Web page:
From Event: SPIE Optical Engineering + Applications, 2017
The use of non-imaging optics in the application of high temperature solar thermal collectors can be extremely advantageous in eliminating the need to track the sun. The stationary nature of non-imaging optics collectors, commonly called compound parabolic concentrators (CPC’s), present a unique design challenge when orienting them to collect sunlight. Many facilities throughout the world that adopt CPCs are not situated to orient the collectors in the ideal angle facing the sun. This East-West misalignment can adversely affect the optical and power performance of the CPC collector. To characterize how this misalignment effects CPCs, reverse raytracing simulations are conducted for varying offset angles of the collectors from solar South. Optical performance is analyzed for an ideal East-West oriented CPC with a 40-degree acceptance angle. Direction cosine plots are used to develop a ratio of annual solar collection by the CPC over the total annual solar input. From these simulations, average annual collector performance is given for offset angles ranging from 0 to 90 degrees for different Earth Latitudes in 10 degree increments.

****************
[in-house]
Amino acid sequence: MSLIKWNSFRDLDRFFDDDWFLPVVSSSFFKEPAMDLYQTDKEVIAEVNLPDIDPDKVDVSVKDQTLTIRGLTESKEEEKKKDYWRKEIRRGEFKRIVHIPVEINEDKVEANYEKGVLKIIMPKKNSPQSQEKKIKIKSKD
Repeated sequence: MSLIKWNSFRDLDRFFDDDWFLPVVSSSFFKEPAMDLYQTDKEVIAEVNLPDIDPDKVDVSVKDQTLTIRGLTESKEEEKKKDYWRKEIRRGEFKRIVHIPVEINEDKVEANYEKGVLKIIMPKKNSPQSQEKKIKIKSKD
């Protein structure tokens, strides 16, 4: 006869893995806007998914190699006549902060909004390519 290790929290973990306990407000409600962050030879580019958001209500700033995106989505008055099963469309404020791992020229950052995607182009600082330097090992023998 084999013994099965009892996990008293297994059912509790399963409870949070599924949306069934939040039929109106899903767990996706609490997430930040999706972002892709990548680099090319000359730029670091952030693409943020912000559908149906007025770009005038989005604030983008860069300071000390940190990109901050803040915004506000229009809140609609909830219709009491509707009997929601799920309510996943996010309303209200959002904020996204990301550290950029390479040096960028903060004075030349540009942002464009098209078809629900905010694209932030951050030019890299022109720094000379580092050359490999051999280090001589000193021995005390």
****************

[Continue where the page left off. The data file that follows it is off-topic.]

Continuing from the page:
Jonathan Ferry, Melissa Ricketts, and Roland Winston, "Optical performance effects of the misalignment of nonimaging optics solar collectors," Proc. SPIE 10379, Nonimaging Optics: Efficient Design for Illumination and Solar Concentration XIV, 1037907 (Presented at SPIE Optical Engineering + Applications: August 06, 2017; Published: 7 September 2017); https://doi.org/10.1117/12.2276712.
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